Friday, 10 June 2011

Keeping Friends

Whenever I suffer a particularly severe period of depression I always seem to lose friends. For me, it's one of the worst consequences, I've never been great at making friends and the friends I do have are always very important to me.
It's only recently that I have begun to recognise this pattern of depression and friend loss, through work with my therapist making me think long and hard about the friends I have had and lost over the years. While identifying this reoccurring pattern may be helpful to me in helping to maintain friendships, or at least reduce the feelings of guilt and abandonment associated with losing friends, at the moment it's just making me worry about my current friendships, which I can see disintegrating before my eyes.
Losing friends can send my emotions in one of two directions, either I blame myself and descend into self loathing and blame, or I blame them and get angry and defiant. Neither of these reactions is helpful in trying to resurrect the friendship, if I blame myself I usually shut myself off and don't want to see people, if I blame them I don't want to see them and become insistent that they should contact me if they want to keep me as a friend. So both these courses of action basically result in me not contacting or seeing anyone, and everyone else gets on with their lives completely unaware.
I know depression isn't an easy thing to understand or deal with, but I do make efforts to try and help people understand the problems I experience and the very simple things they can do to help me. I won't pretend that I didn't write my blog on how to help a friend with depression without hoping that my own friends would read it and take the advice. I don't mean to imply that all my friends are useless and unhelpful, some of them are wonderful and I would be lost without, and I am truly grateful for them.
For anyone, either my friend or a friend of someone else with depression, if you want to be able to do something, you don't have to play counsellor or be with them all day making sure they perform daily functions like washing or eating, just show that you are interested and you care, give them a call or send them a message to ask how they are, do that regularly, try not to ignore them if they attempt to contact you and, if you haven't seen or heard from them for a few days, check how they are. I know that would make a massive difference for me.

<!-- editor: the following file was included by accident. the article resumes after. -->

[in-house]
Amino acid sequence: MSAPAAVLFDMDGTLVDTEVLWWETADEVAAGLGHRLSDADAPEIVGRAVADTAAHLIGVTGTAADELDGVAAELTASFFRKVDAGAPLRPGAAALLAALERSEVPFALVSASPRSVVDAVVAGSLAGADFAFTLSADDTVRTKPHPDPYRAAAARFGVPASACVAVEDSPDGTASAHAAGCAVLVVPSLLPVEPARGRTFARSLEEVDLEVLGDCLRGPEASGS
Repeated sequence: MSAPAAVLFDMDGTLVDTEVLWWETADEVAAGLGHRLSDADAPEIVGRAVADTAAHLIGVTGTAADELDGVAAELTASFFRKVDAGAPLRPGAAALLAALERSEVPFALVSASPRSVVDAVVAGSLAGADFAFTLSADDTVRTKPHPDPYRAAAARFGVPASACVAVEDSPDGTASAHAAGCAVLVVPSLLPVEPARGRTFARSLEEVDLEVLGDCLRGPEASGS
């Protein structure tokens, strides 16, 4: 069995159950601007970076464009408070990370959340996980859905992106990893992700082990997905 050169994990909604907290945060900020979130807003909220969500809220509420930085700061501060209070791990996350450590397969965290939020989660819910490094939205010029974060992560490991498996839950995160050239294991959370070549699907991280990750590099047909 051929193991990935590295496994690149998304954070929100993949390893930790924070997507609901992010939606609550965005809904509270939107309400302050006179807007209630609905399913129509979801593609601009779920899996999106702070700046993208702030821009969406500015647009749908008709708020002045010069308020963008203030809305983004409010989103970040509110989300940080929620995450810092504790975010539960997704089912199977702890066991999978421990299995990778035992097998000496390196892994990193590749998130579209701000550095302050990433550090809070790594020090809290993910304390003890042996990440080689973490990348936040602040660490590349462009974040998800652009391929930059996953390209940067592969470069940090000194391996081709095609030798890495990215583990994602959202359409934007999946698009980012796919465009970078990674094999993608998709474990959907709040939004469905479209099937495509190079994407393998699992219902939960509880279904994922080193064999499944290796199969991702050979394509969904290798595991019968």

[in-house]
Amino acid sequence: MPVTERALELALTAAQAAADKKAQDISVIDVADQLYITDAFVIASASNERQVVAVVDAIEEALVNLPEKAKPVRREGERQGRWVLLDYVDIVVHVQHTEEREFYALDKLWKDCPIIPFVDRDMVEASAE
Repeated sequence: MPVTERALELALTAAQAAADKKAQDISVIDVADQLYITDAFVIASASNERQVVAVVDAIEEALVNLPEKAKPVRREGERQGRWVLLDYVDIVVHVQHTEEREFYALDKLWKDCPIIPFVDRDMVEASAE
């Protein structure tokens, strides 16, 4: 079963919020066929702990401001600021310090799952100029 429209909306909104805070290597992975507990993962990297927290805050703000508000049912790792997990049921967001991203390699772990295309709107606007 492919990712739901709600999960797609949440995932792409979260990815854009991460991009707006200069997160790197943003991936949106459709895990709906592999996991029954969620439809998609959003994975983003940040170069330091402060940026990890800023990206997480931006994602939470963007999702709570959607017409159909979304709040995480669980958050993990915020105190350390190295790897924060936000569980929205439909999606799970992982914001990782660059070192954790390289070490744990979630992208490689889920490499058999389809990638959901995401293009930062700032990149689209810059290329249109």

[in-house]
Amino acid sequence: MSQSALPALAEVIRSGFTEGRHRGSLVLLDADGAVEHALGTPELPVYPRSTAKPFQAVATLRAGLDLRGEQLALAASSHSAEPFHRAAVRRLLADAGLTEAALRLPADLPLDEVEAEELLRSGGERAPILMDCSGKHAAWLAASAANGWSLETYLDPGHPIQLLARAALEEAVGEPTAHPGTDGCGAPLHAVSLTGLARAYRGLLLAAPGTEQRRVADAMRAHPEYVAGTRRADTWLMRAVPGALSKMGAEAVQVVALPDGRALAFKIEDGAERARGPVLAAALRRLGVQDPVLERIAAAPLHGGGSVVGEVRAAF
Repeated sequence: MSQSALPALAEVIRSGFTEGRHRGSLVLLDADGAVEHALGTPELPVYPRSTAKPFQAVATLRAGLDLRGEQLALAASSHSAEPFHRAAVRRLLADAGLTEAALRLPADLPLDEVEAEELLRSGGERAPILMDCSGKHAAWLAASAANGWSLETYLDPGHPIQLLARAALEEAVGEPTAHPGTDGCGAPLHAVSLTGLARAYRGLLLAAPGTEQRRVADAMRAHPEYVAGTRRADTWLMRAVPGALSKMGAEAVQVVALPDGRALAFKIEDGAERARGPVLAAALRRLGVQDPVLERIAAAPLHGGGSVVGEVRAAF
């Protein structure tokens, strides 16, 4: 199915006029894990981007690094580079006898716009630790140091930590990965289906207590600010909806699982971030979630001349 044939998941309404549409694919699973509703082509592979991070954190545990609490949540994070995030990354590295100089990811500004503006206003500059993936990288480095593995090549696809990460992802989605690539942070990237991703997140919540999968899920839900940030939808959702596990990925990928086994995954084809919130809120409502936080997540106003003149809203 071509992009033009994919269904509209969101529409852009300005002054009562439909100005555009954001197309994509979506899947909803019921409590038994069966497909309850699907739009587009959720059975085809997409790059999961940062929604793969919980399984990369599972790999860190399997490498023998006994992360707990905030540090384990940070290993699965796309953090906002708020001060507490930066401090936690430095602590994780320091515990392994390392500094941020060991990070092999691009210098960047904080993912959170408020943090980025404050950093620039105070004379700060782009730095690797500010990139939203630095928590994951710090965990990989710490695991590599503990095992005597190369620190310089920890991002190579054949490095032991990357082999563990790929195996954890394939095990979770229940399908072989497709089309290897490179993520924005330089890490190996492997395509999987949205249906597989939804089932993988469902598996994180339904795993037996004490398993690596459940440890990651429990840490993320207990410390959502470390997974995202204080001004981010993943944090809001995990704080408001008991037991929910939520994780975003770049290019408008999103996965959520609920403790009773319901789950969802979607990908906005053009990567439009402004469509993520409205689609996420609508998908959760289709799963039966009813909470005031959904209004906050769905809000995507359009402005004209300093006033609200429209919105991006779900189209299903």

Hope you are doing well,
Betty
x

4 comments:

  1. I have lost many friends over the past few years. I think %90 of it is my own doing. Basically, I only trust very few people with "my secret of depression." All others are confused by my lack of life and pry and... I shut down, don't return calls...It is sad that I don't trust more people I guess, but I have learned that good understanding people are hard to come by.

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  2. I also lost friends and some family over the years. My solution has been to totally isolate myself. I gave up trying to have friends I found trying to make plans and stick to them, return calls, answer the phone etc. too much. I know my solution is NOT the healthiest option but for the most part it works for me - for now.

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  3. When I was younger I used to always have friends and still have some very close ones from high school, but they live 4 hours away. Now, I isolate and wish I wouldn't. I don't trust people with telling them about my psych problems because you really shouldn't--at least until you get to know them really well. Anyway, I've found when I reach out to people and am with them more, I am so much happier. It's almost as if I isolate because I don't think I have the right to be happy.

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  4. I have struggled with friendships due to my depression. I return emails and phone calls inconsistently, often feeling so low that people won't want to hear from me. After my hospitalization, I have come to realize I need to be involved. For me that will be the way out of my depression. So when it feels the most painful to reach out, that is what I now know I need to do.
    Matt

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